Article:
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ACC only talking to Greensboro -- for now -- as it ponders relocation, commissioner says

ACC only talking to Greensboro -- for now -- as it ponders relocation, commissioner says

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ACC Media Days Football

Jim Phillips took over as Atlantic Coast Conference commissioner this year.

CHARLOTTE — The ACC has yet to explore alternative options for the conference office, ACC commissioner Jim Phillips said Tuesday, with the potential relocation process focused entirely on Greensboro at the moment.

“The presidents will decide if there is a phase two, which would mean we would start to talk with other cities,” Phillips said at ACC basketball media day in his first public comments since news broke in August that the ACC was considering leaving Greensboro.

“I have not had one conversation with other cities. I have not. That’s the gospel. I have not.”

The decision whether or not to stay in Greensboro is part of a wider-ranging analysis of ACC operations being conducted by former Big Ten commissioner Jim Delaney and former Big 12 commissioner Kevin Weiberg, with an additional real-estate consultant specifically examining the headquarters issue.

Phillips said Tuesday it was the single biggest issue that came up both in the interview process and in his tour of all 15 campuses last spring.

“During that recruitment stage and interview stage it was talked about some with the presidents,” Phillips said. “The first meeting I had with the ACC staff, it was the first question that was asked by an ACC staff member. I had interviews with every ACC staff member. The majority of them asked me about it. I went to 15 campuses in the spring and was asked about it.”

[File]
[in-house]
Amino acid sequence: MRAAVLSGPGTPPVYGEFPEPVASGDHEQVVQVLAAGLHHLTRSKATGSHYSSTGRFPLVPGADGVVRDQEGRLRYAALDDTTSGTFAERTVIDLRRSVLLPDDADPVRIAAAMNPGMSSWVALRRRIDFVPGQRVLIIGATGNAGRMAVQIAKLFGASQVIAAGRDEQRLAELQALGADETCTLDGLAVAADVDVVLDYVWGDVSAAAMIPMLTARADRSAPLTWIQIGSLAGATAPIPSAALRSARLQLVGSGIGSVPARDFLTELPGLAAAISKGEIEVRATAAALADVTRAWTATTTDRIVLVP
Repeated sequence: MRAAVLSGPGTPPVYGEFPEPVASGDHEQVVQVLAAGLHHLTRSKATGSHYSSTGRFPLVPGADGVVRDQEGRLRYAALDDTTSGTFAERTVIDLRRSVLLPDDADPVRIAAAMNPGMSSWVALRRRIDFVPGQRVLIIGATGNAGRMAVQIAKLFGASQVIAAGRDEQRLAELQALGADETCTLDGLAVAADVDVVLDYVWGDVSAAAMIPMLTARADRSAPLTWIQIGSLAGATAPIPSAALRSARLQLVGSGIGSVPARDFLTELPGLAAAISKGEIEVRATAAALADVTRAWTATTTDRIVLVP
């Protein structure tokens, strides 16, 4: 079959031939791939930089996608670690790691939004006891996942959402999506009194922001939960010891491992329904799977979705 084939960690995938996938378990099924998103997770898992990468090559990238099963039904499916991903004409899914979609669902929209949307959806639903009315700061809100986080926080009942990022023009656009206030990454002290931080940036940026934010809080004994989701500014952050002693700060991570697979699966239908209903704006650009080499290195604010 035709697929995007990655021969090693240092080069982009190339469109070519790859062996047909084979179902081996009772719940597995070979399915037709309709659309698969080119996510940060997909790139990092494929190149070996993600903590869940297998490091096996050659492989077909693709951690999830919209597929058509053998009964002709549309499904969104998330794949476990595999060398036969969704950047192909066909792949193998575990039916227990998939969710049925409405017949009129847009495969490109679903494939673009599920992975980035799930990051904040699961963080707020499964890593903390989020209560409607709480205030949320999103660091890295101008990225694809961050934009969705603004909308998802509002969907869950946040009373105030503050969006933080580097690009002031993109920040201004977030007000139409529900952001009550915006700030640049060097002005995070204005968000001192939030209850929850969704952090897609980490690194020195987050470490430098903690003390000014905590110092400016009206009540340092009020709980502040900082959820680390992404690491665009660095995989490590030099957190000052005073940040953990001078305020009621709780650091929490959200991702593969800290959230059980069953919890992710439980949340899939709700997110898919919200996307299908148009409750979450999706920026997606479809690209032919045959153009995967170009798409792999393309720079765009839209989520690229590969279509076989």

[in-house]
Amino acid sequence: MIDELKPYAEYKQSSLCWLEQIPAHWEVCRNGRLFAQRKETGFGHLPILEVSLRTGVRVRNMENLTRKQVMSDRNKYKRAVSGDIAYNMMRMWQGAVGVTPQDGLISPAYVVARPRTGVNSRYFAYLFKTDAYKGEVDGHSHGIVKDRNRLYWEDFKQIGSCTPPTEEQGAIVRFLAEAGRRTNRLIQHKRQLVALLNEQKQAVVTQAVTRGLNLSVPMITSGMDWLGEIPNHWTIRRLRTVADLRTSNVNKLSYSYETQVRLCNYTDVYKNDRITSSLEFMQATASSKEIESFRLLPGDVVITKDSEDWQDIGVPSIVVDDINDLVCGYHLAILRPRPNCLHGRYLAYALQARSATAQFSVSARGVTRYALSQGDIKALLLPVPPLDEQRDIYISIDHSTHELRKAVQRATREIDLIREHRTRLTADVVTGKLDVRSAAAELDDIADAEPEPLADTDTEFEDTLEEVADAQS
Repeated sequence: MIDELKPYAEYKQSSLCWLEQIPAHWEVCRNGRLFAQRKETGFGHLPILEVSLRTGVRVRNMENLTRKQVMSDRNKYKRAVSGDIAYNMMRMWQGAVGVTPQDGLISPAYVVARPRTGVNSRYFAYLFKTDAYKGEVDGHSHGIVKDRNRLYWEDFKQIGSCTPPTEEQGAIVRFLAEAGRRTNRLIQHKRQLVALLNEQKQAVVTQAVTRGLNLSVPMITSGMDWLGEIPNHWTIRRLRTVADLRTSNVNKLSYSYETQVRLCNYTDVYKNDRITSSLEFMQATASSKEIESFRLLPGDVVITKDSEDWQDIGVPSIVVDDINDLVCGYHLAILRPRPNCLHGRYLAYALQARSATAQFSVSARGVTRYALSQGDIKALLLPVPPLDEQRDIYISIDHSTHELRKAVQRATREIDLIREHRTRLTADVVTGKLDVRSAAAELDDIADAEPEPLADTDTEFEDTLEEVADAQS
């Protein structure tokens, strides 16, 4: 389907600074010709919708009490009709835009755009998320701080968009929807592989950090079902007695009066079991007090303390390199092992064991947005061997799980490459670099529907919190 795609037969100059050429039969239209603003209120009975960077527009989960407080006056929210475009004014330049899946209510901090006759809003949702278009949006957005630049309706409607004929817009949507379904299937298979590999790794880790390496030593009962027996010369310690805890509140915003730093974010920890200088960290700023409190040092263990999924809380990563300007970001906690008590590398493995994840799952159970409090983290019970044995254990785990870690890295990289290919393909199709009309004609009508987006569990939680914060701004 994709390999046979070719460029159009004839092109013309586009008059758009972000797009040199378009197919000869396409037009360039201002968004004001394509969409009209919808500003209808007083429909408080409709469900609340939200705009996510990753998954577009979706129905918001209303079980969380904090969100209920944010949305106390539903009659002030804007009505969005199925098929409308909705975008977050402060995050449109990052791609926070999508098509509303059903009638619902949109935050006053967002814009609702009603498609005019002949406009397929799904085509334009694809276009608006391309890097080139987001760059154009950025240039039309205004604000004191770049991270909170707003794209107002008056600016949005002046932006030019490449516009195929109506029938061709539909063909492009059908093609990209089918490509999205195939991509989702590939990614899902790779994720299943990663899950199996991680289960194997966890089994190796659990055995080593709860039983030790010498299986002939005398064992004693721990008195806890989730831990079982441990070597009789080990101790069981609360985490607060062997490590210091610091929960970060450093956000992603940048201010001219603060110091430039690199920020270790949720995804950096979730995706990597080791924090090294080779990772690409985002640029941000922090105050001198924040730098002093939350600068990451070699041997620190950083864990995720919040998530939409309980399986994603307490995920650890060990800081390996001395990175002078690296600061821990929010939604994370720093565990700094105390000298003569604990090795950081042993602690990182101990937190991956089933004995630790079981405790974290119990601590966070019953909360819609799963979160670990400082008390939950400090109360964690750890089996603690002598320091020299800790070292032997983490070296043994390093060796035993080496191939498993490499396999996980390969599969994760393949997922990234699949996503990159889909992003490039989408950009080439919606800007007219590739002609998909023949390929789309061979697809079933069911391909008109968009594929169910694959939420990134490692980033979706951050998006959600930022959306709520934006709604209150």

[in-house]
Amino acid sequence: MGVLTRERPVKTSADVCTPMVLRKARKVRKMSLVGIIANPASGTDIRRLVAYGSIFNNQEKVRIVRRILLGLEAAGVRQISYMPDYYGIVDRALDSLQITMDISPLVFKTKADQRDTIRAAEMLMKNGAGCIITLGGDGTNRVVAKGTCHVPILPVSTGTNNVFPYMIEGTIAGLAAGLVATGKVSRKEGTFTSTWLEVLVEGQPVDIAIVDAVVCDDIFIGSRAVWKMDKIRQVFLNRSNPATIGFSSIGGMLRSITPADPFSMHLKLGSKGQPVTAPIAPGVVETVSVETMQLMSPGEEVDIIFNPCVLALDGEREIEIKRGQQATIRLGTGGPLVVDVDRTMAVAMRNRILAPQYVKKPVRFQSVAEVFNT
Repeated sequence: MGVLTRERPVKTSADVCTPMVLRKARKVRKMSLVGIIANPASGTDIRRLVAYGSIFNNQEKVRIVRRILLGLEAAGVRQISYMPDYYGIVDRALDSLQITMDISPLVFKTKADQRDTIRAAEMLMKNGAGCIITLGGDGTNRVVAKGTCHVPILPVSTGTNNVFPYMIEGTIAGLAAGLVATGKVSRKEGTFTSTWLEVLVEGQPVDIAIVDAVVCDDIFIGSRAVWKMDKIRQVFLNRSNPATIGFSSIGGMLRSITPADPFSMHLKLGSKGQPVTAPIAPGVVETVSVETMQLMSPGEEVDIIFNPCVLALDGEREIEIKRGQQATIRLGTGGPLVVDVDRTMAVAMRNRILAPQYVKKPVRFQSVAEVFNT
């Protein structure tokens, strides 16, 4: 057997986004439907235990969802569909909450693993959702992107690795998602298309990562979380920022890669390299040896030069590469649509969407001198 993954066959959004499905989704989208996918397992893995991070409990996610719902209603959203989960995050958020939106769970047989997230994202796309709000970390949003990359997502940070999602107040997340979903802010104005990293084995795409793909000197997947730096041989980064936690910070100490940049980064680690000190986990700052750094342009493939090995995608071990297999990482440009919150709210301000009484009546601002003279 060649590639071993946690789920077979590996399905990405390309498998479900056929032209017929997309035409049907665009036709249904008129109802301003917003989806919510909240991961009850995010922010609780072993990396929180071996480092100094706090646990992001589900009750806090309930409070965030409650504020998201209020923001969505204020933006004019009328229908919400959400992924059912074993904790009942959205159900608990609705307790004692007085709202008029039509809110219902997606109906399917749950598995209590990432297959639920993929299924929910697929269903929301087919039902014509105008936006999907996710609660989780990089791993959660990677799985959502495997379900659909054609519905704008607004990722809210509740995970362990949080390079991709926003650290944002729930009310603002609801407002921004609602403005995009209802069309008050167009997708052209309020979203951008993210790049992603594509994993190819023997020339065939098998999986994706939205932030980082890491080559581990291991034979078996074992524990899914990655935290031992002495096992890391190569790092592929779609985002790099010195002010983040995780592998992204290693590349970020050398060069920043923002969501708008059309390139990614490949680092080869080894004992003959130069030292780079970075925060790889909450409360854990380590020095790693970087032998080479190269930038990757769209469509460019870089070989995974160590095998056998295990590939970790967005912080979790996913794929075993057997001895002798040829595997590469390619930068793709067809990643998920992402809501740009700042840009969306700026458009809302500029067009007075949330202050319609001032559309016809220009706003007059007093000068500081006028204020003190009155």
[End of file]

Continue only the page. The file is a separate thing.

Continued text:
The ACC was founded in Greensboro in 1953 and has been headquartered there ever since. But as the league has grown and expanded outward, there has been a near-constant thread of debate about whether the league would be better served with its office in a larger market.

Among other topics of interest from Phillips on Tuesday:

Comcast (and its 19 million cable customers) remains the last and largest hole in ACC Network carriage. Phillips said at football media days in July he was optimistic a deal would be reached between Comcast and Disney/ESPN soon, but three months later the network is still unavailable in key ACC markets, including much of Virginia.

Putting the Notre Dame-Virginia Tech game on the ACC Network didn’t move the needle.

“These deals are never that easy. They’re just not,” Phillips said. “Comcast knows the importance of the ACC Network moving forward to Disney and to ESPN, and we also understand Comcast has some things that they’re trying to work through. But it’s very amicable and we are farther along than we were in July, so there has been progress. Again, optimistic about getting this thing done.”

While the SEC fined Texas A&M after fans stormed the field celebrating a win over Alabama last weekend, Phillips said the ACC doesn’t have a policy on field/court storms and no one has been fined or otherwise disciplined since he took over. But it’s an area the ACC is looking to revisit after fans at Virginia Tech and N.C. State — as well as one football official — were injured this fall.

“Right now we have not fined anyone within the conference,” Phillips said. “We are discussing what those rules look like. The safety of the visiting team and the safety of the officials are paramount, and that gets lost by that home team at times. That has to remain part of our conversation. It has to remain as we head into basketball.”

The pace of College Football Playoff expansion has slowed since the 12-team proposal was floated this summer shortly before Oklahoma and Texas announced they were leaving the Big 12 for the SEC. Phillips told the News & Observer that the ACC remains pro-expansion but wants to take a more nuanced look at it heading into the next meeting in early November.

“The ACC is for expansion. I’ve said that before,” Phillips said. “I think everybody is for expansion. But when, what’s the right number, player safety, academics, academic calendar — is this the right time with conference expansion and some instability and the creation of a new NCAA constitution and what we all believe is going to be a new model, a new structure. All that stuff is mixed together that we’re trying to sort out. We all felt we just needed more time. It wasn’t ready to have a vote in September.”


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